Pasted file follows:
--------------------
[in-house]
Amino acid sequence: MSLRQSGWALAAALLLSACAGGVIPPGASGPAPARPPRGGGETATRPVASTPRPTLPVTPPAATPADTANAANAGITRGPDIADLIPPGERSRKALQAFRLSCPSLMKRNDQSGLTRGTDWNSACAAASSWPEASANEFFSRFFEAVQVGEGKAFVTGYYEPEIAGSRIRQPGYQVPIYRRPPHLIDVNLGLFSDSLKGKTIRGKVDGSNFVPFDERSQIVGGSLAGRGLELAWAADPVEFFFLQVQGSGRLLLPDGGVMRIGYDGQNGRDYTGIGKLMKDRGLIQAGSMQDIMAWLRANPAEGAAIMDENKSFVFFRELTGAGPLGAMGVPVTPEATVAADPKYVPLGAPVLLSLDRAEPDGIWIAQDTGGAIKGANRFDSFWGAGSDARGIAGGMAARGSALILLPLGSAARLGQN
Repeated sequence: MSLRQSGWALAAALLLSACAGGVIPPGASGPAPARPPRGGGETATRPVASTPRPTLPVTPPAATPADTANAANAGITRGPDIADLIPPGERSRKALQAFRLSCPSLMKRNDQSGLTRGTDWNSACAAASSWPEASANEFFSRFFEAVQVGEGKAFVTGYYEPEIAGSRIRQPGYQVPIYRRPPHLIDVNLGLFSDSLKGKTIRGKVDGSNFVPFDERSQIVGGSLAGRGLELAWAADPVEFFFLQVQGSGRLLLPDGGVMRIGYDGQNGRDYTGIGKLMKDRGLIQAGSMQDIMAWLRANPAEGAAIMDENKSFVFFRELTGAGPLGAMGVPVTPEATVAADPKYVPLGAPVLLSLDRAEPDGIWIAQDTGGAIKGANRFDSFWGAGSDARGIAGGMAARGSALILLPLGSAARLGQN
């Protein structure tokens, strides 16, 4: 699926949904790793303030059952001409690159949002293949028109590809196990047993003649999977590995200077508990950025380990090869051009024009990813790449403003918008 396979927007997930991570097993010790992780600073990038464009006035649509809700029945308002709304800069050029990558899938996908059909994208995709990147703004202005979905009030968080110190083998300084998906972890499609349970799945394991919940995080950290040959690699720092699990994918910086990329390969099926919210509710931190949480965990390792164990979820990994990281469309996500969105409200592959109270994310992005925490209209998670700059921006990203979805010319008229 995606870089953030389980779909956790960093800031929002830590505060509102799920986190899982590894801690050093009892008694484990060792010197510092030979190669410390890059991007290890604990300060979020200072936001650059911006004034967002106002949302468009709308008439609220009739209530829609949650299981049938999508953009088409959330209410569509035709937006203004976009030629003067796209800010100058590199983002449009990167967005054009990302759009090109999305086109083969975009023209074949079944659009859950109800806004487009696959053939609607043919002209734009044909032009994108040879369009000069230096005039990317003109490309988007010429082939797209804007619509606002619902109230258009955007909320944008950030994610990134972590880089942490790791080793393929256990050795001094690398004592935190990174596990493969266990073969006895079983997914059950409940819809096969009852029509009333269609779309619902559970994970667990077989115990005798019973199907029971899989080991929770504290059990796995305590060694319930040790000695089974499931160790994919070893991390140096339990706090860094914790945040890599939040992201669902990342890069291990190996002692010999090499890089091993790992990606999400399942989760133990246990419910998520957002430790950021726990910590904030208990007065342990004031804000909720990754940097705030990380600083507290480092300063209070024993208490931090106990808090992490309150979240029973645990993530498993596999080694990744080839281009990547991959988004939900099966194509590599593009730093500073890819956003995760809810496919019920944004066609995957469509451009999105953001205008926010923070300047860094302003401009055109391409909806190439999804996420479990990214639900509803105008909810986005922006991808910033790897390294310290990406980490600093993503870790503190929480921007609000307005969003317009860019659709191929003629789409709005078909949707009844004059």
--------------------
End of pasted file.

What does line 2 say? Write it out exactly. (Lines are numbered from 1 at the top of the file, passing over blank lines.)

Amino acid sequence: MSLRQSGWALAAALLLSACAGGVIPPGASGPAPARPPRGGGETATRPVASTPRPTLPVTPPAATPADTANAANAGITRGPDIADLIPPGERSRKALQAFRLSCPSLMKRNDQSGLTRGTDWNSACAAASSWPEASANEFFSRFFEAVQVGEGKAFVTGYYEPEIAGSRIRQPGYQVPIYRRPPHLIDVNLGLFSDSLKGKTIRGKVDGSNFVPFDERSQIVGGSLAGRGLELAWAADPVEFFFLQVQGSGRLLLPDGGVMRIGYDGQNGRDYTGIGKLMKDRGLIQAGSMQDIMAWLRANPAEGAAIMDENKSFVFFRELTGAGPLGAMGVPVTPEATVAADPKYVPLGAPVLLSLDRAEPDGIWIAQDTGGAIKGANRFDSFWGAGSDARGIAGGMAARGSALILLPLGSAARLGQN